Yash P. Kotak
Bombay Hemp Company
One of the directors of Bombay Hemp Company, Yash P. Kotak, speaks to Meher Castelino about hemp and its future.
Fibre2Fashion: How did the Bombay Hemp Company come into being?
Yash P. Kotak:
Fibre2Fashion: Who are the brains behind this brand?
We were all early-20s graduates from HR College, Mumbai. The BOHECO team comprises Avnish Pandya, Chirag Tekchandaney, Delzaad Deolaliwala, Jahan Peston Jamas, Sanvar Oberoi, Sumit Shah and Yash P Kotak.
Fibre2Fashion: One has not heard of your company in the media. Why do you keep such a low key profile?
BOHECO has been covered by newspapers and portals, but we haven’t invested a penny in advertising. The reason is that BOHECO is an R&D-driven company and most of our resources are invested in the same. Our own website and social media accounts do most of the promotion. However, in the near future we plan to carry out a few campaigns to promote our products. With time, BOHECO will certainly be omnipresent across more mediums.
Fibre2Fashion: What is your ultimate aim regarding hemp?
When one hears that "India employs 60-65 per cent of its workforce in agriculture but contributes to only 13-16 per cent to the GDP" it makes one believe that there is something wrong in the way in which the country's backbone is dealt with. When most of your peers get into the "tech" space, there is an exigent need to fill gaps created in the agro space. Our aim with hemp is simple: we want to introduce a new tool for development. A tool with over 25,000 proven uses, one that grows in 90-100 days up to 12-15 feet, a tool that is farmer-friendly and has the potential to generate an economic value which is unmatched. Hemp has been used in India since times immemorial, but is now only being used for subsistence. Why not continue growing the crop to improve the economic status of farmer and artisan communities? We wish to adopt a new model of agriculture that has been inspired from the tech space. That would be "open source agriculture" where we provide the seeds to the farmers to grow, empower them with key skills to convert it into an end-product, and buy back all their produce to supply it to the ever-growing market. Hemp is a self-sustainable crop, which further reduces the dependency of farmers for food, clothing and shelter.
Fibre2Fashion: What are the advantages of hemp farming vis-a-vis other products?
Hemp has numerous advantages over other products, but particularly on the fibre front we would use cotton as a benchmark and compare:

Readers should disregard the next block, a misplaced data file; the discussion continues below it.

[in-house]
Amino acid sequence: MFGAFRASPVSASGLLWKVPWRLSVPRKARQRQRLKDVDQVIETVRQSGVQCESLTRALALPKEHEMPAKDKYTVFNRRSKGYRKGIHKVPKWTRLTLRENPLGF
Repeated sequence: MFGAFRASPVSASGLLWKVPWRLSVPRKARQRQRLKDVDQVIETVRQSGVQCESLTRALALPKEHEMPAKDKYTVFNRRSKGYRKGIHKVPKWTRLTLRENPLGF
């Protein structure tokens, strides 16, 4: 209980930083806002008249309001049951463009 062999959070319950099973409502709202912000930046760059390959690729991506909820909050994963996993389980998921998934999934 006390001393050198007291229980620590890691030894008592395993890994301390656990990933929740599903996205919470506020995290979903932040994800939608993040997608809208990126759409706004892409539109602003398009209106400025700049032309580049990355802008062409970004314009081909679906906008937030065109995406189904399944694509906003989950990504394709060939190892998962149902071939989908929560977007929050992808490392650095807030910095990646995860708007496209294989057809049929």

1 Cotton needs more water, and twice as much land to equal the productivity of hemp
2 Hemp has the lowest ecological footprint
3 Hemp needs 2,123 litres of water per kilo of usable fibre, whereas 9,758 litres of water is needed to produce a kg of cotton
4 Hemp fibre is four times stronger than cotton
5 Hemp doesn't require pesticide or herbicide, whereas cotton requires both
6 Growing cotton leaves a scorched earth and polluted water due to the harsh requirements of its production
7 Average fibre production per acre, in pounds: cotton - 121-445 lbs.; organic cotton - 80-102 lbs.; flax - 323-465 lbs.; hemp - 485-809 lbs.
Fibre2Fashion: How do you plan to promote hemp on the fashion front?
The idea is to educate the masses about hemp and its benefits. Instead of reaching out to every fashion designer, we are approaching fashion colleges/institutes to talk about our fabric collection. We are reaching out to the future of the industry, so that they have the touch and feel of the product now. Once BOHECO's base is set, it will be easier for them to work with our fabric. Instead of disrupting the routine of existing designers, why not plant the idea in the minds of talented students now? Also, there are very few designers working with hemp. The idea is to give a niche opportunity to most in the business to come up with something as unique as using a unique fabric. In the cluttered space, everyone is looking for a new possibility to venture into, and we provide them with the platform to do so.
Fibre2Fashion: Is it difficult to get the raw fibre?
Yes, it is tough to get hemp fibre, but not nettle fibre. India has a lot of mass hemp cultivated, but all of that is growing in the wild because of which it’s not standardised the way rice or wheat is. Our primary focus is on the R&D of the crop wherein we are working towards standardising it. Since the entire process depends on science and nature, it will take its due course; but we are closer to the reality than ever before. In the near future, it will be much easier to work with hemp fibre.